What  do you think?

Saturday, February 8, 2014

Bipartisan measure could rebuild nation's roads, infrastructure

Taxpayers should encourage their federal lawmakers to support the Partnership to Build America Act so Michigan — and every other state, for that matter — can improve its roads.

The measure, officially House Resolution 2084, would create the American Infrastructure Fund to pay for the rebuilding of our country’s transportation, energy, communications, water and education infrastructure.

More than that, it would create incentives for companies to invest at home rather than abroad.

The AIF would be funded by the sale of $50 billion in bonds that would  have a 50-year term, pay a fixed interest rate of 1 percent, and would not be guaranteed by the U.S. government, according to a website explaining the program.

U.S. corporations would be incentivized to purchase these new infrastructure bonds by allowing them to repatriate a certain amount of their overseas earnings tax free for every $1 they invest in the bonds. 

The AIF could leverage the $50 billion of bonds at a 15:1 ratio to provide up to $750 billion in loans or guarantees.

The AIF would provide loans or guarantees to state or local governments to finance qualified infrastructure projects. The states or local governments would be required to pay back the loan at a market rate determined by the AIF, but this is something states would have a hard time doing on their own. There would be no federal taxpayer obligation.

HR 2084 was introduced last year by U.S. Rep. John Delaney, a Democrat from Maryland. It is a rare bipartisan measure in Congress, with 50 co-sponsors in the House of Representatives evenly divided between the two parties.

It was also introduced in the U.S. Senate last month by a small bipartisan group of senators.

Sadly  — incredibly, actually — none of the sponsors is from Michigan. That’s a shame because Michigan’s highway needs are plain for all drivers to see everyday.

A report released last month by TRIP, a national transportation research group, said Michigan’s bad roads cost the state’s residents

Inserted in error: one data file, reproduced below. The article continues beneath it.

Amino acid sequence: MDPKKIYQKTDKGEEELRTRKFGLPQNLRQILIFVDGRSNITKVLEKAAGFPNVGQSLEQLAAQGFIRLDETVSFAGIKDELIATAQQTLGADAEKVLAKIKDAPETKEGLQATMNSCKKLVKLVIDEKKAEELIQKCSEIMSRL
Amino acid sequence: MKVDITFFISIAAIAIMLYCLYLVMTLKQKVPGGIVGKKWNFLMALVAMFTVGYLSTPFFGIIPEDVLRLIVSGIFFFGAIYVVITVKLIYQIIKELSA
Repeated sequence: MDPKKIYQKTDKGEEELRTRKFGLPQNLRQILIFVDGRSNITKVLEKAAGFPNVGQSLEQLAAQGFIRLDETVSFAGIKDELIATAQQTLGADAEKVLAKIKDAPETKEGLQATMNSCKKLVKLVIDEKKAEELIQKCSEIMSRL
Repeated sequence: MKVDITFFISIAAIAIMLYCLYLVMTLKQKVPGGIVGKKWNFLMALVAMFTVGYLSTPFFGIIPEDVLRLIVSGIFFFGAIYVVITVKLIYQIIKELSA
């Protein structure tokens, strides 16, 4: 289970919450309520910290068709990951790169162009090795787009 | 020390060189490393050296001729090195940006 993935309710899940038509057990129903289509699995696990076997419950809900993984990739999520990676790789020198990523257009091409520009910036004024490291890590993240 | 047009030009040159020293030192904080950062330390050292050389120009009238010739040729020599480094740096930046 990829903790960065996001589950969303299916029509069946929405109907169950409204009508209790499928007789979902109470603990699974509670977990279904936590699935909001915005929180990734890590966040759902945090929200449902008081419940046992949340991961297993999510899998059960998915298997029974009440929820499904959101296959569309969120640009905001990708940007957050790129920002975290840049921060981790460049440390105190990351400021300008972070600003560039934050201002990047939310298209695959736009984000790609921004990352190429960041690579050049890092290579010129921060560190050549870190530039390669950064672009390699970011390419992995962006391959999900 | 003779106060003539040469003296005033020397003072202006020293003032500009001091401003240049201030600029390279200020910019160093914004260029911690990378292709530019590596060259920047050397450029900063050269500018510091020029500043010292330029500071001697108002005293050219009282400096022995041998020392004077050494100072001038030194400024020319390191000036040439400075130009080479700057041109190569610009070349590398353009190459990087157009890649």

approximately $7.7 billion annually in the form of additional
vehicle operating costs, lost time and wasted fuel due to traffic congestion and traffic crashes.

That translates to an individual cost of $1,600 for Detroit area drivers, where 57 percent of major roadways are in poor or mediocre  condition.

Plus, highway conditions are critical to economic development.

“Increasingly, companies are looking at the quality of a region’s transportation system when deciding where to relocate or expand,” the TRIP study said. “Regions with congested or poorly maintained roads may see businesses relocate to areas with a smoother, more efficient and more modern transportation system.”

Our federal lawmakers need to hear from citizens. They need to put Michigan’s interests ahead of any narrow partisan considerations.

CBO underscores need to address national debt

It was just one paragraph in a 182-page report, but it was arguably the most important.

Predictably, it received virtually no media attention.

The Congressional Budget office’s non-partisan study on “The Budget and Economic Outlook: 2014 to 2024” said that “the large budget deficits recorded in recent years have substantially increased federal debt, and the amount of debt relative to the size of the economy is now very high by historical standards.

“CBO estimates that federal debt held by the public will equal 74 percent of GDP at the end of this year and 79 percent in 2024 (the end of the current 10-year projection period).”

And the consequences? They are potentially dire, according to CBO.

“Such large and growing federal debt could have serious negative consequences, including restraining economic growth in the long term, giving policymakers less flexibility to respond to unexpected challenges, and eventually increasing the risk of a fiscal crisis (in which investors would demand high interest rates to buy the government’s debt).”

And yet what CBO had to say on the impact of Obamacare got most of the attention.

Our government needs to address out $17-trillion-plus national debt while there is still time to avoid potential disaster.

Thursday, February 6, 2014

Fight bipartisan plan to tax Medigap

Senior citizens face the fight of their lives over Medicare and it’s  a battle they need to prepare themselves to wage.

For some time there has been bipartisan support to tax Medigap policies in order to control Medicare,  but now a new study is giving ammunition to advocates of this approach.

Bipartisanship is a great thing and extolled here at “Between Extremes.” But not this type of bipartisanship.

Chuck Austin of Oakland County (Mich.), head of the SeniorNews and Advocacy Coalition, called our attention to the study by University of Chicago and University of Texas researchers that claims Medigap policies are adding 22 percent annually to Medicare costs.  They propose a 15 percent tax on Medigap policies to discourage their use.

Medigap is supplemental private insurance senior citizens purchase to pick up expenses that  Medicare fails to cover. Medicare only covers 80 percent of most expenses and there is no out-of-pocket maximum on medical costs that individuals may incur.